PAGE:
(b) PCR genotyping of atercc1-1 and wild type. Primers used for genotyping are indicated in (a).
(c) RT-PCR. RNA isolated from 3-week-old wild-type and atercc1-1 plants. The APT1 transcript was amplified as a control of RNA quantity and quality.
(d) Sequence of the T-DNA insertion junctions aligned to the AtERCC1 and T-DNA (pROK2) sequences. Filler DNA is in bold lowercase.

The atercc1-1 plants do not show any obvious defects in growth and development under normal conditions and are fertile, in agreement with the observations of Hefner et al. (2003) and in contrast to the situation in Ercc1-deficient mice, which are severely runted and die before weaning (McWhir et al., 1993; Nunez et al., 2000).

The UV hypersensitivity of the progeny of self-fertilized heterozygous atercc1/AtERCC1 plants was quantified by examining the effect of UV irradiation on root growth. The seeds of the atercc1-1 mutant and wild-type lines, germinated and grown for 10 days on vertical agar plates, were subjected to 300 J m−2 of UV-C. Following irradiation, the plates were wrapped in aluminium foil to avoid photoreactivation and the growth of the main root of each seedling was measured daily for 3 days. After UV treatment, the atercc1-1 plants showed a complete root growth arrest while the wild-type roots continued to grow normally (data not shown). Of the 113 plants screened, 29 (25.7%) were UV hypersensitive, which corresponds to the 3:1 segregation expected for a single Mendelian locus (chi-squared, 1 d.f. = 0.03). PCR genotyping was used to verify that all the UV-hypersensitive seedlings were homozygous atercc1-1 mutants.

The T-DNA insertion in the second atercc1 mutant line, atercc1-2 (Salk_077000), was analysed by PCR using the primers o406/o397 and UV hypersensitivity verified as described above. All atercc1-2 plants present the expected hypersensitivity to UV irradiation (data not shown). The insertion point of the T-DNA left end, mapped by the sequencing of the PCR products, is in AtERCC1 gene exon 4.

The UV hypersensitivity of these lines is considered to be a result of the mutation of the AtERCC1 locus. This was confirmed by crossing atercc1-1 and atercc1-2 plants and examining the UV sensitivity of the progeny. All progeny (atercc1-1/atercc1-2) were UV hypersensitive, confirming that the UV hypersensitivity is a consequence of the defective atercc1 genes. Should another unidentified mutation have been responsible for the UV hypersensitivity in one or both lines, the progeny should all have been UV resistant. As these two mutant alleles result from independent insertional mutagenesis events, the probability of both lines carrying a mutation of the same, unidentified, second locus is extremely low.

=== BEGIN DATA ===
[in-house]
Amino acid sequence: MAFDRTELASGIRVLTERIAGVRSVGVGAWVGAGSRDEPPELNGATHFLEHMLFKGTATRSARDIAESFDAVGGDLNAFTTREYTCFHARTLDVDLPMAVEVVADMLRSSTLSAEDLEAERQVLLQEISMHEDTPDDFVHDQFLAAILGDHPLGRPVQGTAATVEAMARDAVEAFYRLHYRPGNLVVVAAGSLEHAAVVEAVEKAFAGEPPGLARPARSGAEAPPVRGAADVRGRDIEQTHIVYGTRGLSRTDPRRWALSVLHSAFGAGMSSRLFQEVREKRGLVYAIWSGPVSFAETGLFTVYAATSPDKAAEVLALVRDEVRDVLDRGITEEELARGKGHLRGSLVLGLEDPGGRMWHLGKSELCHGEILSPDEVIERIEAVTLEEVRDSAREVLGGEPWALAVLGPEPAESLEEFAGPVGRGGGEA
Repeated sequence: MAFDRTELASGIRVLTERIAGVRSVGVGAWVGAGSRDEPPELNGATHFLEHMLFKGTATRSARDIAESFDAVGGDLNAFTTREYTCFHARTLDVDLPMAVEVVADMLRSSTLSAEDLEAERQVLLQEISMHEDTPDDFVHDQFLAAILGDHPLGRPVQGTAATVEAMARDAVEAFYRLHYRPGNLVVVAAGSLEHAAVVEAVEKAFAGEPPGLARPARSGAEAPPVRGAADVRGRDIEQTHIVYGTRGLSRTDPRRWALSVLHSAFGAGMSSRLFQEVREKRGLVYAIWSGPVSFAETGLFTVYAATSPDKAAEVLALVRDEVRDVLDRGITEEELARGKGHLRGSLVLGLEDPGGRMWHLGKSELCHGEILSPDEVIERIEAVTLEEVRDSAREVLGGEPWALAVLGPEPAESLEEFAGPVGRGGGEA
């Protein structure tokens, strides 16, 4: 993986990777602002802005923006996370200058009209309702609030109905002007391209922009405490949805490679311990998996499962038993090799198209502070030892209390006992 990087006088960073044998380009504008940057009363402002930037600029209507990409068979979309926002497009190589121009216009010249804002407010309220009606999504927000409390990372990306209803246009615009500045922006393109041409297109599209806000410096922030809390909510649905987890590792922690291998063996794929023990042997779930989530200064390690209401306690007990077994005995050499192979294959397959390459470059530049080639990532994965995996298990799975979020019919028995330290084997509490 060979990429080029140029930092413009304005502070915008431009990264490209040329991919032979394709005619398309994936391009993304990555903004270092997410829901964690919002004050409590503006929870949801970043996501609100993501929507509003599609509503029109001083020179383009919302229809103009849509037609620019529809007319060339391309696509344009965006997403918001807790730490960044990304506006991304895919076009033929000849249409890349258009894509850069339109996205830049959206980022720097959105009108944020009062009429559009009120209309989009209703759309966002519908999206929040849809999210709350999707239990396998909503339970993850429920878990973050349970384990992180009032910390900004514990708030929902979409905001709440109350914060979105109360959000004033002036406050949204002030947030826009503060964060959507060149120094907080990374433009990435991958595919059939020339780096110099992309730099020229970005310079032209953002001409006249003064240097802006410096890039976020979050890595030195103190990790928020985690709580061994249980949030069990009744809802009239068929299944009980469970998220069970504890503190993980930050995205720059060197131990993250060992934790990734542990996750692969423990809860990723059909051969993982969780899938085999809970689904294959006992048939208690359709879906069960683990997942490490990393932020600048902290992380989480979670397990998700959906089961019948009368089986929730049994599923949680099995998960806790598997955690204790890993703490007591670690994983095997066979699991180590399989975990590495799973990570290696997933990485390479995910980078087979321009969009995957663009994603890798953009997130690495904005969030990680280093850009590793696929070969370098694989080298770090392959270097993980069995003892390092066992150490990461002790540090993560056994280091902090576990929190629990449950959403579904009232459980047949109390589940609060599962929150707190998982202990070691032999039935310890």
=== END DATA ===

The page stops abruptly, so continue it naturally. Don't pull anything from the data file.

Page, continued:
AtErcc1p function in recombination in the presence of non-homologous overhangs

We have recently shown that Atrad1p (Xpf homologue) is implicated in DSB repair by homologous recombination (single-strand annealing) in A. thaliana and specifically in removing non-homologous overhangs to permit productive homologous recombination between linear-transforming DNA molecules (Dubest et al., 2002). In this work, we test whether the Arabidopsis Atercc1 protein is also needed to carry out this function in recombination. In order to monitor inter-molecular recombination, linear recombination substrates were prepared from pCW344 and pCW345 plasmids by restriction with enzymes that leave (with tails) or not (no tails) non-homologous overhangs flanking the region of DNA sequence homology (Figure 2). Plasmid pCW344 contains the C-terminal region of the β-glucuronidase (GUS) gene, whereas pCW345 contains the N-terminal region of GUS. The common overlapping homologous region is 590 bp long. The linearized plasmids were used to co-transform leaves from the wild-type and atercc1-1 plants and the number of recombinant spots per leaf counted after histochemical staining.

Figure 2.

Recombination assay.
The leaves of the atercc1-1 and wild-type plants were transformed with two plasmids containing two incomplete copies of the GUS gene. These substrates were digested by restriction enzymes that leave (with tails) or not (no tails) non-homologous DNA overhangs.
(a) After transformation one strand on each side is resected in the 5′ to 3′ direction leaving 3′ tails.
(b) When complementary sequences are exposed, they can anneal, forming the synapsed intermediate. In the ‘with tails’ experiments, this structure has overhanging non-homologous tails, which must be removed (c). We test whether the single-stranded tail is removed by AtRad1/AtErcc1 endonuclease.
(d) The gap is filled in, and any remaining nicks are ligated, finally resulting in a deletion product.
(e) and (d) In the ‘no tails’ constructs, the gap is repaired by a simple annealing, filling in and ligation.

As shown in Table 1(a) and Figure 3, the frequencies of recombination events with the ‘no tail’ constructs do not differ significantly between the wild-type and the atercc1-1 plants. In the ‘with tails’ transformation, the number of recombinant blue spots in atercc1-1 leaves is significantly (12-fold) reduced with respect to the wild-type leaves. Transformation efficiency was controlled in parallel by transforming with circular pGUS23 plasmid DNA, which contains the entire GUS transcription cassette. This result thus confirms that the Atercc1 protein is implicated in DSB repair by homologous recombination in the presence of non-homologous DNA overhangs.